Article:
While reading several new novels published this past spring, one is struck by the way that the British novelists who take up the issues of our times prefer to do so not directly but at an angle. There is Ian McEwan, who, in addressing the shock of 9/11 (or 11/9 …

Backstage in the Tropics

Serendip. Its exquisite placement—poring over the map in school, we used to think it was like a precious pendant suspended from the necklace shape of India, lying on the breast of the Indian Ocean—and the very name of the island conjure up a vision of an earthly paradise. So it …

Revenge Tragedy

In 1983 a book by the young writer Graham Swift was published in England that caused a stir, even a storm, of interest. Waterland was like a magical island that had risen overnight out of a flat and watery marshland, making one rub one’s eyes in disbelief. The story he …

Cards of Identity

Eva Hoffman’s previous books have been piercingly specific about time and place—a Polish shtetl, the Holocaust, the New World as experienced by a new immigrant. In her first novel, The Secret, she abandons that grounding in the historical moment and space and goes the whole fictional length into an imagined …

Passion in Lahore

There is a wonderfully eloquent word in Urdu for the times, the age: it is zamana. To hear an elder take a puff at his hookah and sigh, “Such is our zamana,” or a youth, while cocking an eyebrow and shrugging his shoulders, trying to explain “our zamana” is to …

The Crack In the China

To open William Trevor’s new novel and begin to read is to step into a rarefied world as of a perfect English garden where tea is served on a golden afternoon. It is easy to be beguiled by its harmonies and its design although after a little while one could …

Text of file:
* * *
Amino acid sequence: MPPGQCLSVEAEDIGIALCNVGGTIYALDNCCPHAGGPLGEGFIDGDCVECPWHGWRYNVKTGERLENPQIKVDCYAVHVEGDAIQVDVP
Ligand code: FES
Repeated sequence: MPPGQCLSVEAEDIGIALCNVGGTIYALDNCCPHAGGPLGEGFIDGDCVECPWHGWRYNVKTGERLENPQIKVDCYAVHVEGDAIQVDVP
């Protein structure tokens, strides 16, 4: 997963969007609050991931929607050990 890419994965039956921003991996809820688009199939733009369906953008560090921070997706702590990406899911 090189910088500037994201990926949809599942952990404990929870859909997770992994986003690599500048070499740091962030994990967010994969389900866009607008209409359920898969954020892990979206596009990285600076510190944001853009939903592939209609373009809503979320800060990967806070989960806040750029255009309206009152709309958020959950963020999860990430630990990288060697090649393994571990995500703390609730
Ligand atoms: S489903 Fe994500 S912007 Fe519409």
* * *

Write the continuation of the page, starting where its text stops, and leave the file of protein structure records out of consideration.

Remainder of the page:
Damsels in Distress

Inevitably, the sequel to a book that has delighted its readers by its discoveries and its fresh insights and visions will disappoint when it does not repeat its achievement. When we come to the second volume of Women Writing in India, the ground has already been broken, the pioneering zest …

Sitting Pretty

The character Vikram Seth chooses in his novel A Suitable Boy to represent himself is not one of the central characters; it is Amit the poet who “was sitting pretty in his father’s house and doing nothing that counted as real work,” which happens to be the writing of an …

‘Women Well Set Free’

In 1910, Bangalore Nagaratnamma, described as “a patron of the arts, a learned woman, a musician, and a distinguished courtesan,” decided to reprint the Telugu classic, Radhika Santwanam (Appeasing Radhika) by the eighteenth-century poet Muddupalani “not only [because it was] written by a woman, but by one who was born …

India: The Seed of Destruction

—New Delhi In India, the line between the sacred and the secular is a thin and wavering one. Together, they weave a web, and the web is spun by its people who are also its captives. The gods do not reside in some towering cathedral or remote shrine; they …

Jews, Indians, and Imperialists

In 1919, at a public meeting held to consider the question of Zionism, an Indian Jew, David Erulkar, argued that “to form a Jewish nation from peoples who were widely divergent in their civilizations, ways of thought, and economic conditions…would be to set back the world’s progress by several centuries.” …